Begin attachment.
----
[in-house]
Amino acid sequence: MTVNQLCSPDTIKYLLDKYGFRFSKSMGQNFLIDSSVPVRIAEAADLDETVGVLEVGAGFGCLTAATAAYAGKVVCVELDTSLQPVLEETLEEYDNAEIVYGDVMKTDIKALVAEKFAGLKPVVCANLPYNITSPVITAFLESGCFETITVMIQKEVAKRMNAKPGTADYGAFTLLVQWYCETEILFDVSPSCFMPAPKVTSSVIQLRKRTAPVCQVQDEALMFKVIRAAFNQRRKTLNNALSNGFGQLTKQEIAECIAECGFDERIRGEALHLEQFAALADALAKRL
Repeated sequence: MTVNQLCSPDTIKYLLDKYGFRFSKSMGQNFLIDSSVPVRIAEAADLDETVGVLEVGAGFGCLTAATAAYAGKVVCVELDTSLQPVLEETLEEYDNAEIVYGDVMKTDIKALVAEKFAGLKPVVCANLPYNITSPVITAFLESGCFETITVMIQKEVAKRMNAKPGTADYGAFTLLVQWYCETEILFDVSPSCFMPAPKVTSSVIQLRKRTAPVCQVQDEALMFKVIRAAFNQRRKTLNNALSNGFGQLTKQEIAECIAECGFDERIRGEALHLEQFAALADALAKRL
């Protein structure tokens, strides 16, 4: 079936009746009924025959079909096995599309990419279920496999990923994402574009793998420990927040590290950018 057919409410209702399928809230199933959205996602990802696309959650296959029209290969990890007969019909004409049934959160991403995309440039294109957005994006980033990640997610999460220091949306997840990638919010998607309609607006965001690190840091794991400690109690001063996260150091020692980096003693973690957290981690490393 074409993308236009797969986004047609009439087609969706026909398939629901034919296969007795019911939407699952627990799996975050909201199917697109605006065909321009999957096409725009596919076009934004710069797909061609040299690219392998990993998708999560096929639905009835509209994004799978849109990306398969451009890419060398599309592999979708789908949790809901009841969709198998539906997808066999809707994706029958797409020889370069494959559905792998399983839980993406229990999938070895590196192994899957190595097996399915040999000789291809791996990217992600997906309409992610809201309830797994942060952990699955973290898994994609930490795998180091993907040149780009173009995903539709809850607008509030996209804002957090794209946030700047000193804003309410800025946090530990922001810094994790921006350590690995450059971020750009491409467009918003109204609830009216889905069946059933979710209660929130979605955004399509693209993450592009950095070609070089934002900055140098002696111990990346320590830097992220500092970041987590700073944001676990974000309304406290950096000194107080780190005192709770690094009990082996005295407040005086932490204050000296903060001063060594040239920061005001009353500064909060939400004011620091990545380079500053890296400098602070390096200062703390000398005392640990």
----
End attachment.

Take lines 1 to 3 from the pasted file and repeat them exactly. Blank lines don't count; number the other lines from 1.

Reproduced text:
[in-house]
Amino acid sequence: MTVNQLCSPDTIKYLLDKYGFRFSKSMGQNFLIDSSVPVRIAEAADLDETVGVLEVGAGFGCLTAATAAYAGKVVCVELDTSLQPVLEETLEEYDNAEIVYGDVMKTDIKALVAEKFAGLKPVVCANLPYNITSPVITAFLESGCFETITVMIQKEVAKRMNAKPGTADYGAFTLLVQWYCETEILFDVSPSCFMPAPKVTSSVIQLRKRTAPVCQVQDEALMFKVIRAAFNQRRKTLNNALSNGFGQLTKQEIAECIAECGFDERIRGEALHLEQFAALADALAKRL
Repeated sequence: MTVNQLCSPDTIKYLLDKYGFRFSKSMGQNFLIDSSVPVRIAEAADLDETVGVLEVGAGFGCLTAATAAYAGKVVCVELDTSLQPVLEETLEEYDNAEIVYGDVMKTDIKALVAEKFAGLKPVVCANLPYNITSPVITAFLESGCFETITVMIQKEVAKRMNAKPGTADYGAFTLLVQWYCETEILFDVSPSCFMPAPKVTSSVIQLRKRTAPVCQVQDEALMFKVIRAAFNQRRKTLNNALSNGFGQLTKQEIAECIAECGFDERIRGEALHLEQFAALADALAKRL